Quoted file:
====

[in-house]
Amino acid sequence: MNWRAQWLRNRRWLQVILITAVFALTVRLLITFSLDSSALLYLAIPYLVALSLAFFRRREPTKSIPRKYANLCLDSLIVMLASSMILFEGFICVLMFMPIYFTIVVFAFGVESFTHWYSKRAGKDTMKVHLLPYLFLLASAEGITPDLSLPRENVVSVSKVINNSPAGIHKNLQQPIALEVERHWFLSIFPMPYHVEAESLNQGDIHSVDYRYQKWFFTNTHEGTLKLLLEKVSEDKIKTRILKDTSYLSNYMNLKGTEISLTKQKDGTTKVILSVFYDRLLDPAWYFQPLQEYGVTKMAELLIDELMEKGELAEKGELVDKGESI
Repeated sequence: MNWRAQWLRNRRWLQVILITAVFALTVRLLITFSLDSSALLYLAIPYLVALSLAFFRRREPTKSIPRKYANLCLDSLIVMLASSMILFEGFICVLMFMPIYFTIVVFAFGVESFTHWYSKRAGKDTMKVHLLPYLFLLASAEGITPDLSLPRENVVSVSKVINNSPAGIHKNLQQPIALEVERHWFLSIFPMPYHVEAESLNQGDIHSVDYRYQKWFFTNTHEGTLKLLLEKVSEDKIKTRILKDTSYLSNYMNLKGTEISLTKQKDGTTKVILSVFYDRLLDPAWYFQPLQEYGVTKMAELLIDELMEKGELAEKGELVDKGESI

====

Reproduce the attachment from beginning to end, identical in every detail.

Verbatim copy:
[in-house]
Amino acid sequence: MNWRAQWLRNRRWLQVILITAVFALTVRLLITFSLDSSALLYLAIPYLVALSLAFFRRREPTKSIPRKYANLCLDSLIVMLASSMILFEGFICVLMFMPIYFTIVVFAFGVESFTHWYSKRAGKDTMKVHLLPYLFLLASAEGITPDLSLPRENVVSVSKVINNSPAGIHKNLQQPIALEVERHWFLSIFPMPYHVEAESLNQGDIHSVDYRYQKWFFTNTHEGTLKLLLEKVSEDKIKTRILKDTSYLSNYMNLKGTEISLTKQKDGTTKVILSVFYDRLLDPAWYFQPLQEYGVTKMAELLIDELMEKGELAEKGELVDKGESI
Repeated sequence: MNWRAQWLRNRRWLQVILITAVFALTVRLLITFSLDSSALLYLAIPYLVALSLAFFRRREPTKSIPRKYANLCLDSLIVMLASSMILFEGFICVLMFMPIYFTIVVFAFGVESFTHWYSKRAGKDTMKVHLLPYLFLLASAEGITPDLSLPRENVVSVSKVINNSPAGIHKNLQQPIALEVERHWFLSIFPMPYHVEAESLNQGDIHSVDYRYQKWFFTNTHEGTLKLLLEKVSEDKIKTRILKDTSYLSNYMNLKGTEISLTKQKDGTTKVILSVFYDRLLDPAWYFQPLQEYGVTKMAELLIDELMEKGELAEKGELVDKGESI